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Rush

Time Machine – Live in Cleveland 2011 DVD

Review by Greg Olma

If you saw Beyond The Lighted Stage (the Rush documentary) then you already knew Rush has a bit of history with the city of Cleveland.  For those of you who don’t know the back story, Cleveland was the first US city to really embrace Rush; especially the cut “Working Man.”  With that in mind, it makes perfect sense to have Cleveland as the location to film their last tour.  This last outing served two purposes: the first being a celebration of their Moving Pictures album and the second reason was to showcase a couple of new tunes before they immortalize them on vinyl (make that CD).  To celebrate Moving Pictures, the band decided to play the whole record from start to finish.  Many of the tracks have been played live over the years and have been staples in their setlists since 1981.  The real treat was seeing “The Camera Eye” played again.  It hasn’t been performed live since the last date of the original Moving Pictures Tour.

The reason I gave that little intro is so you would have a sense of what this DVD is all about.  This release follows the exact show just as it happened.  You get all the funny intros and outros along with every note played.  The first set consists of some hits along with a couple of more obscure tracks like “Presto” and “Marathon.”  They also play two unreleased tunes during the show with “BU2B” being added to the first set.  The second set consists of mainly Moving Pictures with a few hits and the other new track “Caravan” thrown in.  Of course no Rush show is complete without Neil Peart’s drum solo and it is on this DVD in all of its glory.  To end the show, the band reworked a couple of older tunes, the last one being “Working Man.”  It was as if they were completing the circle but ending with the song that started it all for them in Cleveland.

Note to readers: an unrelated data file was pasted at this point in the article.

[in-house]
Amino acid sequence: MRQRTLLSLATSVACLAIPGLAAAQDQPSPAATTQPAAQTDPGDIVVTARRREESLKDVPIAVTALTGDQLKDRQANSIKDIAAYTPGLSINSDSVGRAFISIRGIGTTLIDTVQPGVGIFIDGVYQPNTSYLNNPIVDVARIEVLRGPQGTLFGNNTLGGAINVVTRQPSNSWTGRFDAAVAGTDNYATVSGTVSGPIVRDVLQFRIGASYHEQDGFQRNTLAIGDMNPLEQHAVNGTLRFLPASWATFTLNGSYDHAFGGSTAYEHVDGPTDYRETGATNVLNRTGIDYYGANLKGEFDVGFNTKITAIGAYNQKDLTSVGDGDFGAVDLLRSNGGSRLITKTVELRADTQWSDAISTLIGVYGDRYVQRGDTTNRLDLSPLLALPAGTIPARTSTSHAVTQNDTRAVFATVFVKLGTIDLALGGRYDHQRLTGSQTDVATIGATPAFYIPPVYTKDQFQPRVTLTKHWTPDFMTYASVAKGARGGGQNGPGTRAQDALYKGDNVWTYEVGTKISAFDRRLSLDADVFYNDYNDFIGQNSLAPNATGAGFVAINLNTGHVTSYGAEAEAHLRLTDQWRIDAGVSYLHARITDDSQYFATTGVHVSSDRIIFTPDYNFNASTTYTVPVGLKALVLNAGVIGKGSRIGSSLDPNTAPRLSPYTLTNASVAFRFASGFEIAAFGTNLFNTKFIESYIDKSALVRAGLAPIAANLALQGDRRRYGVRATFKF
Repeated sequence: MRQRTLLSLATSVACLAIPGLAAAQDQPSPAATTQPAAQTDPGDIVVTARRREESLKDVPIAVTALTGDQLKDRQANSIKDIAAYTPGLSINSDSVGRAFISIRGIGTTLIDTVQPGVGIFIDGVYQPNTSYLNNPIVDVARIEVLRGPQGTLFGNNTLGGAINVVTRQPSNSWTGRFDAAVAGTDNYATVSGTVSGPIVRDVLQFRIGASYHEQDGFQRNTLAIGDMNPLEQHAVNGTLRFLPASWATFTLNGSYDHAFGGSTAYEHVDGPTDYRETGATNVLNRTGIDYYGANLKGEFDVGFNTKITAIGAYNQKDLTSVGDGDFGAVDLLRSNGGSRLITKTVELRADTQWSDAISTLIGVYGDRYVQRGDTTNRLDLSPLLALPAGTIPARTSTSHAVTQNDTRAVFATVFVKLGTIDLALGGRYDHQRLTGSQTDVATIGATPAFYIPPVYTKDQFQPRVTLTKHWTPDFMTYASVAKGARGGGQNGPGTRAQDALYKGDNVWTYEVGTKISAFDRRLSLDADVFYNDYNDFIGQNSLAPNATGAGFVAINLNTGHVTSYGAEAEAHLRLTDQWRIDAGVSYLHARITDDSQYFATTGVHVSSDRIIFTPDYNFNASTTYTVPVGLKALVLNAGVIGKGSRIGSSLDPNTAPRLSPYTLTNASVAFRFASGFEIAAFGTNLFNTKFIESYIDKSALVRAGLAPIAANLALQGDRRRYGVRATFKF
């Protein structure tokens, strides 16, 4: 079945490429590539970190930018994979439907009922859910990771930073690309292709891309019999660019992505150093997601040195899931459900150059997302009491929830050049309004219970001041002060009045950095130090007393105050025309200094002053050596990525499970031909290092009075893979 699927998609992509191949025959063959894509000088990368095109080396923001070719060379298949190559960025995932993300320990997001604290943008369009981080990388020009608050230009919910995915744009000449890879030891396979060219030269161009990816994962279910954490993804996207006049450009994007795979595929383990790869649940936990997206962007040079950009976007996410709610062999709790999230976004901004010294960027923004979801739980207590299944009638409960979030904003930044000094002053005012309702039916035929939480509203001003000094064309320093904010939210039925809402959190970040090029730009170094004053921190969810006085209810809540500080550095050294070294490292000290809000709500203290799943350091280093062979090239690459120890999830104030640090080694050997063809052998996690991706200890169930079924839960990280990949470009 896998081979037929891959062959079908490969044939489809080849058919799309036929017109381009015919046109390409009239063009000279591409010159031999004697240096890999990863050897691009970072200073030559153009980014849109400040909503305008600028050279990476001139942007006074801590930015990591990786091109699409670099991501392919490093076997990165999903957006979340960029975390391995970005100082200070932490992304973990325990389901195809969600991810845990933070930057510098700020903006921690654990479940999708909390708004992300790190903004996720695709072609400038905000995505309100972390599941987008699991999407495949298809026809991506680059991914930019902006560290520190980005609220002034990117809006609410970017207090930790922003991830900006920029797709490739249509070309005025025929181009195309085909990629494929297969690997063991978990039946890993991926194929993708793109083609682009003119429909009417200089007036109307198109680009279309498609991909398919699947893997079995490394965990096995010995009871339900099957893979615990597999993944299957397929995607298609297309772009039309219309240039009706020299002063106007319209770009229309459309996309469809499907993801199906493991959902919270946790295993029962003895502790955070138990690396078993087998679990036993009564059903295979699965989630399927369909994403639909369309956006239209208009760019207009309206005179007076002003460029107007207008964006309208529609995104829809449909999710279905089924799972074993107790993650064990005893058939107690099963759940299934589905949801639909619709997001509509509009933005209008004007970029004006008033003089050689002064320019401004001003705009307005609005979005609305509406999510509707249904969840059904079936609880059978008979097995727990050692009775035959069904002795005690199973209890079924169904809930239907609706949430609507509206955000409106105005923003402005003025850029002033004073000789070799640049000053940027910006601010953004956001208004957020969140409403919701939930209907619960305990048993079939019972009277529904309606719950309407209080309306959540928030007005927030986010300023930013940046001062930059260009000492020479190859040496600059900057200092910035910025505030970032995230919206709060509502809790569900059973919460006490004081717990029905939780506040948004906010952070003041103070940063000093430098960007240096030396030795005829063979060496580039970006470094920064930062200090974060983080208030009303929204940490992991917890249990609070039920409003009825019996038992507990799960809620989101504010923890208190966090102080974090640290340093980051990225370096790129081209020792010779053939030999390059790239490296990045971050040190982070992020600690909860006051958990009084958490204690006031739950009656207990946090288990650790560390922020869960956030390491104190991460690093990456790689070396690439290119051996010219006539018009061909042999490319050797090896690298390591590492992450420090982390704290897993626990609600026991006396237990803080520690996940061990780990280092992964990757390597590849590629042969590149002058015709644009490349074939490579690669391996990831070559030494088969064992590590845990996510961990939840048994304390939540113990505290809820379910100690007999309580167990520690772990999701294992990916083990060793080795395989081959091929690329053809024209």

The whole event was captured beautifully with just the right amount of cut-aways and angles. The lighting and sound were great on this tour and this DVD captures it really well.  There are some bonus features as most DVDs have now, but only two of them will get repeated plays; the older footage of “Need Some Love” and “Anthem.”  The outtakes from their intro films are fun to watch once but really don’t need to be seen multiple times.  It does show that the band have a good sense of humor and while they make take their music seriously, they certainly don’t take themselves seriously.  All in all, this is another great addition to the Rush catalogue of DVDs.

This review is available in book format (hardcover and paperback) in Music Street Journal: 2012  Volume 1 at lulu.com/strangesound.

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